Guenever is stitching her tapestry and thinking of Lancelot: she is twenty-two and rife with emotions. It isn't that she doesn't love Arthur, she loves and respects him as her husband, but has never loved him passionately as she does Lancelot. She drops her needle suddenly—there is the clatter of horse hooves on cobbles. And then, Lancelot is in her room, embracing her furiously. Before she is quite sure of what is happening, Guenever is betraying her husband, as she knew all along she would.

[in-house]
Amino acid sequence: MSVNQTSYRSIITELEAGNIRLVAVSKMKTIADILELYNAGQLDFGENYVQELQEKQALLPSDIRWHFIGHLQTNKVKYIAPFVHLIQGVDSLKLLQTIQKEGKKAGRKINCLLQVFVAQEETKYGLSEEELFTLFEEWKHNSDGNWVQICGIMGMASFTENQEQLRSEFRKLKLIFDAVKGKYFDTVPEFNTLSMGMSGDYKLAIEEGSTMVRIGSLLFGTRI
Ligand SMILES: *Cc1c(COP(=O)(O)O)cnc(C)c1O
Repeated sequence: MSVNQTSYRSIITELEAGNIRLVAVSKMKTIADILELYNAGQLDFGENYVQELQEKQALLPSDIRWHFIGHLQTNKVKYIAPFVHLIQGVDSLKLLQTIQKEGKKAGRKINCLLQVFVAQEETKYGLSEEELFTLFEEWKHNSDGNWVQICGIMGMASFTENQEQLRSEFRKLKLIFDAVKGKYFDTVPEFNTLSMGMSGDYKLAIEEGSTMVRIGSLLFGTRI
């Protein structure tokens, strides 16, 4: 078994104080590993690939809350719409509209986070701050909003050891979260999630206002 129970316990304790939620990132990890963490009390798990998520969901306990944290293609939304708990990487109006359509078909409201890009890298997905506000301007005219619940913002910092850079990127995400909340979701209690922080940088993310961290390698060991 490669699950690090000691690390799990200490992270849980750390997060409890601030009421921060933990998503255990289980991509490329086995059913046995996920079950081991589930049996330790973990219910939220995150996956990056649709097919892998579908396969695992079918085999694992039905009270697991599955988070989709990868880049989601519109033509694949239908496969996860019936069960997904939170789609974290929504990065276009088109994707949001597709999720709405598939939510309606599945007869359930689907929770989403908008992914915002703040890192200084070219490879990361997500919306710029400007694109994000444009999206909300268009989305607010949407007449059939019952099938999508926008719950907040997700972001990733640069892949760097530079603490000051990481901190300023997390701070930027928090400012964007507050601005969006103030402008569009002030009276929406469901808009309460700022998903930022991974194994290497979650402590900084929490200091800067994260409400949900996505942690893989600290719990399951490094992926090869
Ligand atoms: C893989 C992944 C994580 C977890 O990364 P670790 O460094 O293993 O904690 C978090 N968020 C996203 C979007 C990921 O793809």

In this chapter, White describes Guenever's complexity and the range of emotions it requires to betray a husband you love. What White attempts is to portray Guenever as a real person, one who is complex, both guilty and innocent.